Visualization of the site of the onset of ventricular depolarization by acceleration mode Tissue Doppler Imaging technique

Cavusoglu Y., Ata N., Timuralp B., Birdane A., Gorenek B., Unalir A.

INTERNATIONAL JOURNAL OF CARDIOVASCULAR IMAGING, vol.22, no.2, pp.171-176, 2006 (SCI-Expanded) identifier identifier identifier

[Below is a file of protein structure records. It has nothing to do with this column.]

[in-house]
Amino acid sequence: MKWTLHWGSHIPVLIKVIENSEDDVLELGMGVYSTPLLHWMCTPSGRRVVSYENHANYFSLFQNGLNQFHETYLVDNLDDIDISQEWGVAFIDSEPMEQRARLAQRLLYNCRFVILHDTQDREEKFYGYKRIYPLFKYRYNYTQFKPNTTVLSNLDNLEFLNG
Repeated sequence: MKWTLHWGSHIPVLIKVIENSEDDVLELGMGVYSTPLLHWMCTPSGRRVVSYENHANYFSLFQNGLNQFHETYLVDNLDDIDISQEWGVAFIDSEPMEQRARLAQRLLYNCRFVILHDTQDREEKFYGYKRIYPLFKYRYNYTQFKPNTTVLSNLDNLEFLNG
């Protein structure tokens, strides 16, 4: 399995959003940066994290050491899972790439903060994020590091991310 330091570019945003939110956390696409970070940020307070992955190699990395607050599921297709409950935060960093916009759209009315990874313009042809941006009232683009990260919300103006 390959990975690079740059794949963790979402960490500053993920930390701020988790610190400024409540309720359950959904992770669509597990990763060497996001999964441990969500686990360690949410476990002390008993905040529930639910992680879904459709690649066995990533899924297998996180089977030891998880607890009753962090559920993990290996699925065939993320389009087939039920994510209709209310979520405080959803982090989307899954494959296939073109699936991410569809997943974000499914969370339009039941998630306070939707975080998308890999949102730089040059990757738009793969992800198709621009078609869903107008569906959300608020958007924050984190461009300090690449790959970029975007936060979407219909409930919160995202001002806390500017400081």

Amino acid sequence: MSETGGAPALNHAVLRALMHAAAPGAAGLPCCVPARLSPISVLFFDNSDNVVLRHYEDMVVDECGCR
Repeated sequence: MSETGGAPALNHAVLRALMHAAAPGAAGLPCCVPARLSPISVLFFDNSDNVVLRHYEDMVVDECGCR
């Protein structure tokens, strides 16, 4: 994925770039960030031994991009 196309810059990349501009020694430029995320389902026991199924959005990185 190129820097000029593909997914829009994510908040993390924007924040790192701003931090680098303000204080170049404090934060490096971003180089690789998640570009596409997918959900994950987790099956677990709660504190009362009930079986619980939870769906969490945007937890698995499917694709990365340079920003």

Tissue Doppler imaging (TDI) is a relatively new echocardiographic technique that shows regional myocardial wall velocities. The aim of this study was to evaluate the potential value of acceleration mode TDI technique for the visualization of the origin of ventricular activation site using the model of right ventricular pacing. Twenty-seven patients with implanted permanent pacemakers were studied by acceleration mode TDI, 4 of these patients were pacemaker dependent. Parasternal and apical chamber views were recorded on video tape by using acceleration mode TDI technique during sinus rhythm with preserved atrioventricular conduction in 23 subjects who were not pacemaker-dependent, and also during right ventricular apical pacing in VVI mode in 27 subjects in whom pacing lower rate was increased if necessary. Fifty images recorded during sinus and pacing rhythm in cineloop were examined by two independent observers who were unaware of the rhythm patterns and by the same observer on two different occasions for localizing the site of onset of ventricular acceleration. The origin of ventricular activation during sinus rhythm started at basal septal part of the ventricle and during pacing started at apical part of the ventricle was considered as correct localizations. The origin of ventricular depolarization was correctly localized for 46 of 50 images (92%) and 44 of 50 images (88%) by the first and the second observers, respectively. Concordant results between observers appeared in 48 of 50 (96%) of images. The diagnostic accuracy of the concordant results was 44 of 48 (91.6%) images. The kappa for interobserver variability was 0.77 (p < 0.001), and for intraobserver variability was 0.64 (p < 0.001) and 0.63 (p < 0.001) for the first and the second observers, respectively. These results suggest that acceleration mode TDI can be used to detect the initial ventricular excited position and seems to have a potential value for localizing of the origin of normal or abnormal myocardial depolarization.